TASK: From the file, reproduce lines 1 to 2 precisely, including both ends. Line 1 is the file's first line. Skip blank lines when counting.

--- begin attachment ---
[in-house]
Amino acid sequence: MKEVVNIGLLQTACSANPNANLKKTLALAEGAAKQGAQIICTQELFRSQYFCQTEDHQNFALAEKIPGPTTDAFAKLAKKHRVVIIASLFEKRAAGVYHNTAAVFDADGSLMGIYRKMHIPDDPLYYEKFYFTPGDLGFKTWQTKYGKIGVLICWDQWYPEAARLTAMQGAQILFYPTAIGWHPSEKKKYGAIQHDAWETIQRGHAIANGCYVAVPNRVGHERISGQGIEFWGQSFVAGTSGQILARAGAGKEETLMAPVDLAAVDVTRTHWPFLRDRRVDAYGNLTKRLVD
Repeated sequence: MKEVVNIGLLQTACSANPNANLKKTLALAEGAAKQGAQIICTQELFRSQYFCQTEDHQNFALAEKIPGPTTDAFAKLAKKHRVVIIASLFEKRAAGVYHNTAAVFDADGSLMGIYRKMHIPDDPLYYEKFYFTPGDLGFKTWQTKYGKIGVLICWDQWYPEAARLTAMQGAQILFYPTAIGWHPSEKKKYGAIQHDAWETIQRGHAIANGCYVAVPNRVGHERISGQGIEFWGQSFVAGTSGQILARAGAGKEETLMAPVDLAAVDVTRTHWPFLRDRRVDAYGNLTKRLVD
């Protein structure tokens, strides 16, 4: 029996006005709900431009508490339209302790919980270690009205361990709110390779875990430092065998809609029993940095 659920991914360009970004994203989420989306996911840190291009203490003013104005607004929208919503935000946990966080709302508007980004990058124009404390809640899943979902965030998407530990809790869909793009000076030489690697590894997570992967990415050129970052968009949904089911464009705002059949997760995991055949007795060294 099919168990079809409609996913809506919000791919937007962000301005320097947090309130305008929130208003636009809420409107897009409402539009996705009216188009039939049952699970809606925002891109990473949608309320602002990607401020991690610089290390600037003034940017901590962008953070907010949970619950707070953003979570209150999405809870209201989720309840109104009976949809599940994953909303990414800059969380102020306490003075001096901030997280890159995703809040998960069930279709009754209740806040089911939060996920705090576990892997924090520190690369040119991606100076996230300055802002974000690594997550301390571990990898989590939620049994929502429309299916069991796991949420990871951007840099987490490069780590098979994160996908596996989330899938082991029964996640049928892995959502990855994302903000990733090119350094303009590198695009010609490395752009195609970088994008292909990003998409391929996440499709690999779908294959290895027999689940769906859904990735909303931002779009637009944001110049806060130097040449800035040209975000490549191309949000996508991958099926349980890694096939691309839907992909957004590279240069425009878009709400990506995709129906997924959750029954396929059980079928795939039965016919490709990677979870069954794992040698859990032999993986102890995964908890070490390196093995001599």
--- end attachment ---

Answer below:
[in-house]
Amino acid sequence: MKEVVNIGLLQTACSANPNANLKKTLALAEGAAKQGAQIICTQELFRSQYFCQTEDHQNFALAEKIPGPTTDAFAKLAKKHRVVIIASLFEKRAAGVYHNTAAVFDADGSLMGIYRKMHIPDDPLYYEKFYFTPGDLGFKTWQTKYGKIGVLICWDQWYPEAARLTAMQGAQILFYPTAIGWHPSEKKKYGAIQHDAWETIQRGHAIANGCYVAVPNRVGHERISGQGIEFWGQSFVAGTSGQILARAGAGKEETLMAPVDLAAVDVTRTHWPFLRDRRVDAYGNLTKRLVD